First butterfly survey at Silent Valley National Park to begin today


The park is the end point of annual migration of butterflies from Coorg Hills and major points in the Western and Eastern Ghats

Being one of the largest havens of butterflies and odonates in the nation, the Silent Valley National Park here will witness a first of its kind survey of its unique Lepidopteran fauna beginning Friday.
The four-day exercise is being done by the national park authorities with the involvement of the Travancore Natural History Society.
Apart from home to 400 species of moths and 96 species of butterflies, the Silent Valley is the end point of annual migration of butterflies from Coorg Hills and major points in the Western and Eastern Ghats. Every winter, thousands of butterflies of Alabatross species migrate to Silent Valley and return by the end of the season.
According to Wildlife Warden Shilpa V. Kumar, at least 18 species of butterflies in the Silent Valley are endemic and extremely rare. Among them, eight enjoy protected status under the Indian Wildlife Act. The survey will help gather more information apart from improving facilities for the butterflies and odonates in the national park, which is also home to the endangered lion-tailed macaques.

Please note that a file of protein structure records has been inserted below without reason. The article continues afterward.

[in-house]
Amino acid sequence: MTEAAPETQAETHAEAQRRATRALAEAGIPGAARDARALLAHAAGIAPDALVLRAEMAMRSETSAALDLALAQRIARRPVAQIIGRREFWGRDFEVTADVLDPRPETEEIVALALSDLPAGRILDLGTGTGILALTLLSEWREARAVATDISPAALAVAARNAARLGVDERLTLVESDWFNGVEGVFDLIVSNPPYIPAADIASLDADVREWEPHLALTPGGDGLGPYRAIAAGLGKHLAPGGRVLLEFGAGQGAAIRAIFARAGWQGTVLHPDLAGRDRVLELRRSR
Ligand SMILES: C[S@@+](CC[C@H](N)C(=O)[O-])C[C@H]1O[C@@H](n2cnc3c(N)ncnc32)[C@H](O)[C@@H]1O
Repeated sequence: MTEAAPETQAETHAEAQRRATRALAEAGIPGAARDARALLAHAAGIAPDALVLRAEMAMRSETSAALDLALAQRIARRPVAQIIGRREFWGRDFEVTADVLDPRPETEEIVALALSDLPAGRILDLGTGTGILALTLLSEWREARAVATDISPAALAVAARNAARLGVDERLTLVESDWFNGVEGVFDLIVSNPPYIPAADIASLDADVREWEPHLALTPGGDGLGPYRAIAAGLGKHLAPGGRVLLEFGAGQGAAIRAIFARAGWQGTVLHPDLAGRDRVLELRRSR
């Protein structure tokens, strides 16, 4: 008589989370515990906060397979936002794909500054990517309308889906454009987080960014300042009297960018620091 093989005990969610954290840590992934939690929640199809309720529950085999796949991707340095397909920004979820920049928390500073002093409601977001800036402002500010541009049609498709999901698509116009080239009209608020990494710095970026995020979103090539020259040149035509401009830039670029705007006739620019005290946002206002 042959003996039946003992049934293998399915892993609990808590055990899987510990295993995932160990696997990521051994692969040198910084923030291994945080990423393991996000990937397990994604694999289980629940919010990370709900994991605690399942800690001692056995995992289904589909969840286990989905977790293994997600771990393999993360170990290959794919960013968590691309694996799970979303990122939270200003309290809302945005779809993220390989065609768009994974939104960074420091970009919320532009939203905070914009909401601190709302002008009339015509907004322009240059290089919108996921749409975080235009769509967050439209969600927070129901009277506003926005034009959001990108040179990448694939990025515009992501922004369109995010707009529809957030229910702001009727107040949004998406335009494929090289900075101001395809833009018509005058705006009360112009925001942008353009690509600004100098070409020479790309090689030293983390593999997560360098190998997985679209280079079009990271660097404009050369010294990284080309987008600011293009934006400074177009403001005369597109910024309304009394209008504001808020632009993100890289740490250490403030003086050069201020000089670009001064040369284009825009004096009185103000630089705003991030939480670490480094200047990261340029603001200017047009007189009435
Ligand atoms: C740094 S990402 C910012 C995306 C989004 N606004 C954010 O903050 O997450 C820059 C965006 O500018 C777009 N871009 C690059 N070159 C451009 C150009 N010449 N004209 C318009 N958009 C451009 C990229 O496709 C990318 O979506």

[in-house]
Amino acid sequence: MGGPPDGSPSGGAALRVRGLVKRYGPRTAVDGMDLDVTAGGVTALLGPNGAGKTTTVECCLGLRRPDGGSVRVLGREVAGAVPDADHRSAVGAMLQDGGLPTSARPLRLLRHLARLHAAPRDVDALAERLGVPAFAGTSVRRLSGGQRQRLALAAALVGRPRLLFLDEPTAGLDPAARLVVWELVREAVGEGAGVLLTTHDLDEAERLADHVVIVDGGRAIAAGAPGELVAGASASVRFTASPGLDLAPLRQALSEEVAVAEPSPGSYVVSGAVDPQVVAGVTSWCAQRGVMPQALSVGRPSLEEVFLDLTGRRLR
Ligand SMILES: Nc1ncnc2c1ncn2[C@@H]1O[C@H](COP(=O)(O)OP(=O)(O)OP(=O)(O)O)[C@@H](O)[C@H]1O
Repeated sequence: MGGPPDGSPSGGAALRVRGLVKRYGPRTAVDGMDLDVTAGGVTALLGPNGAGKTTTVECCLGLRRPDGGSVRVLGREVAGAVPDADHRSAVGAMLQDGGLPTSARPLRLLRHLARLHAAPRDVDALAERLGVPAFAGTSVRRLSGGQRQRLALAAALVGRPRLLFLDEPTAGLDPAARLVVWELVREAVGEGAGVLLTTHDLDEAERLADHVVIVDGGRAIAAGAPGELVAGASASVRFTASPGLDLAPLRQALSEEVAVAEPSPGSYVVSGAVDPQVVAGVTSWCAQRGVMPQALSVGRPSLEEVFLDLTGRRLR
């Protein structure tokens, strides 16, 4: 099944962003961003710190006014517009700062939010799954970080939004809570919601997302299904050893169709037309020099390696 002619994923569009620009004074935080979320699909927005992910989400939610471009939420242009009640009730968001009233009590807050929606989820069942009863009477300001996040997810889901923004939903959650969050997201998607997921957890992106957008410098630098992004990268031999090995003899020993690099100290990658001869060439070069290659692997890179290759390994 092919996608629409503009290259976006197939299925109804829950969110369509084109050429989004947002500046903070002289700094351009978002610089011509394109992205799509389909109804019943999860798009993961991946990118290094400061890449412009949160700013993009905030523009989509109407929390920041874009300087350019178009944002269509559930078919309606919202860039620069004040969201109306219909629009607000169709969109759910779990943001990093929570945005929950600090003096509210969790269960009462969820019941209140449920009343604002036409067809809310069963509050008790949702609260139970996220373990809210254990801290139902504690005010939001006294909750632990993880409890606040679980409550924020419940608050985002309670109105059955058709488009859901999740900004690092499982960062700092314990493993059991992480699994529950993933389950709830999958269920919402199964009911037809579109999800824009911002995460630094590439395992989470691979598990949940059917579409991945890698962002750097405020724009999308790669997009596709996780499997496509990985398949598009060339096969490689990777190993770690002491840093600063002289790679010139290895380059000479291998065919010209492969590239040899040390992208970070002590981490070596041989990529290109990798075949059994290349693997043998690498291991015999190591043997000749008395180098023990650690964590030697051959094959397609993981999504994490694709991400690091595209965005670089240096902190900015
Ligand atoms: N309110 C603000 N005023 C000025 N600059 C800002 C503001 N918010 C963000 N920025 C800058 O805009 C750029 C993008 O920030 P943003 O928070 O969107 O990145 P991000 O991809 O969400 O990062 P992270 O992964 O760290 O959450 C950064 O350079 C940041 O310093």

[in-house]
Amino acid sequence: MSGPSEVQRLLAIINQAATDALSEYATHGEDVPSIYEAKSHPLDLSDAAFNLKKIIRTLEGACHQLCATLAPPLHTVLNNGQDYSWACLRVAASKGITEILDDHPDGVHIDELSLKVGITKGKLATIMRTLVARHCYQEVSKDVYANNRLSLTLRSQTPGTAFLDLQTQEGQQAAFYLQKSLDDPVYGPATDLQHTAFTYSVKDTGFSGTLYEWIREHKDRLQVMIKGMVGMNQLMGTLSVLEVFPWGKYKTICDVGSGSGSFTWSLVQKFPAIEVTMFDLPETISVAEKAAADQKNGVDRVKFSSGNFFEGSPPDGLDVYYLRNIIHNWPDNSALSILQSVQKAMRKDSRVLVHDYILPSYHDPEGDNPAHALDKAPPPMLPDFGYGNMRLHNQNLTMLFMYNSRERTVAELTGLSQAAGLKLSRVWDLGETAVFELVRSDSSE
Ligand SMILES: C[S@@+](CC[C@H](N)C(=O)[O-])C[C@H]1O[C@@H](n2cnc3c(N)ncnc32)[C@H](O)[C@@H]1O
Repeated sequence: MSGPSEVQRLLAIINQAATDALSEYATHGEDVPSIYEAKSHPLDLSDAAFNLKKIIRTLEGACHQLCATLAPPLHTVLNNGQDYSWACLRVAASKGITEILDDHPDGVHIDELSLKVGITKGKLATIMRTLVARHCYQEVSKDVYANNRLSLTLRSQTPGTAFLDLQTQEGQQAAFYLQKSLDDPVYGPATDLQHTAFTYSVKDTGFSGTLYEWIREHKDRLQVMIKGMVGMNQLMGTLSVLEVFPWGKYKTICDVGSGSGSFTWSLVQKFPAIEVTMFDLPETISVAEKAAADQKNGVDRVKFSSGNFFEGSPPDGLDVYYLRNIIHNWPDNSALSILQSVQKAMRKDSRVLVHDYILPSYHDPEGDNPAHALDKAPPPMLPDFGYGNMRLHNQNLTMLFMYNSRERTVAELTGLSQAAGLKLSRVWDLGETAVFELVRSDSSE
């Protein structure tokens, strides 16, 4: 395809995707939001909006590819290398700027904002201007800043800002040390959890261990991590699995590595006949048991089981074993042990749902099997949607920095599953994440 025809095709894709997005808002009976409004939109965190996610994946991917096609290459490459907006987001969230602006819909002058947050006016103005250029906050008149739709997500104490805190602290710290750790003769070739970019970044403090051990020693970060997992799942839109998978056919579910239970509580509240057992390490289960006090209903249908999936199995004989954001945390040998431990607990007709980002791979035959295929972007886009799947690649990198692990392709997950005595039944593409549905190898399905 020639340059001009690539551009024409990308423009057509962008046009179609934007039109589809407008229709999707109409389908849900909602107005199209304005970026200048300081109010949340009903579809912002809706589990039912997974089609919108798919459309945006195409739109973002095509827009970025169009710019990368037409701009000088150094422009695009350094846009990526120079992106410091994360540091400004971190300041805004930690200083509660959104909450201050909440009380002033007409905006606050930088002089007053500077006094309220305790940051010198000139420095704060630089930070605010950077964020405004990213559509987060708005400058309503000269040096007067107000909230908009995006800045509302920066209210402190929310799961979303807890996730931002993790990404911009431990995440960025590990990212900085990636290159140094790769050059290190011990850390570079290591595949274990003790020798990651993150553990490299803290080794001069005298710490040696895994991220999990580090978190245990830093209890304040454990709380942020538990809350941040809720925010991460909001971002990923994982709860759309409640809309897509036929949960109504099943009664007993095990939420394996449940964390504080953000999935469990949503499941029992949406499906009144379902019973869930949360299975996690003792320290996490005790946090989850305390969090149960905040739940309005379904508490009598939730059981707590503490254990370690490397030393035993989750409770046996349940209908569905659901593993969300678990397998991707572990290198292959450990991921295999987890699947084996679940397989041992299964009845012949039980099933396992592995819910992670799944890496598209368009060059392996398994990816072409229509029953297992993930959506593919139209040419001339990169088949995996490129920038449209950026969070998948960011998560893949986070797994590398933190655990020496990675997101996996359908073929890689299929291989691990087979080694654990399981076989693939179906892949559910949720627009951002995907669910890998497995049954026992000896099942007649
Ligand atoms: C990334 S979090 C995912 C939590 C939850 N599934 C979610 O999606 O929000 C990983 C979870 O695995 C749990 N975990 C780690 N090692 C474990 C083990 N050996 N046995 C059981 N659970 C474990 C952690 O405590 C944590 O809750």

The first such time
“This is the first time a combined butterfly and odonate survey is being done at the national park. The invertebrates of this unique forest ecosystem are less studied and require more attention. This survey will be definitely adding to the database and fill in knowledge gaps on Indian butterflies,” said Ms. Shilpa in an interaction with The Hindu .
“Butterflies are essential part of any natural ecosystem. They are beneficial insects as they are pollinators and ecological indicators. The presence of odonates also can be taken as an indication of good ecosystem quality,” she said.
The survey will begin on August 12 with a formal meeting at Mukkali, where the invited participants, researchers, and experts will be briefed about the strategy and survey methodology. After the meeting, the delegates will be taken to seven base camps inside the park. These base camps are strategically located covering all the elevations and habitats of the region.
The formal fieldwork begins on August 13 and extends to August 14. The survey team will be lead by V.C. Balakrishnan, Kiran C.G., Balchandran, and other experts from Kerala and Tamil Nadu.


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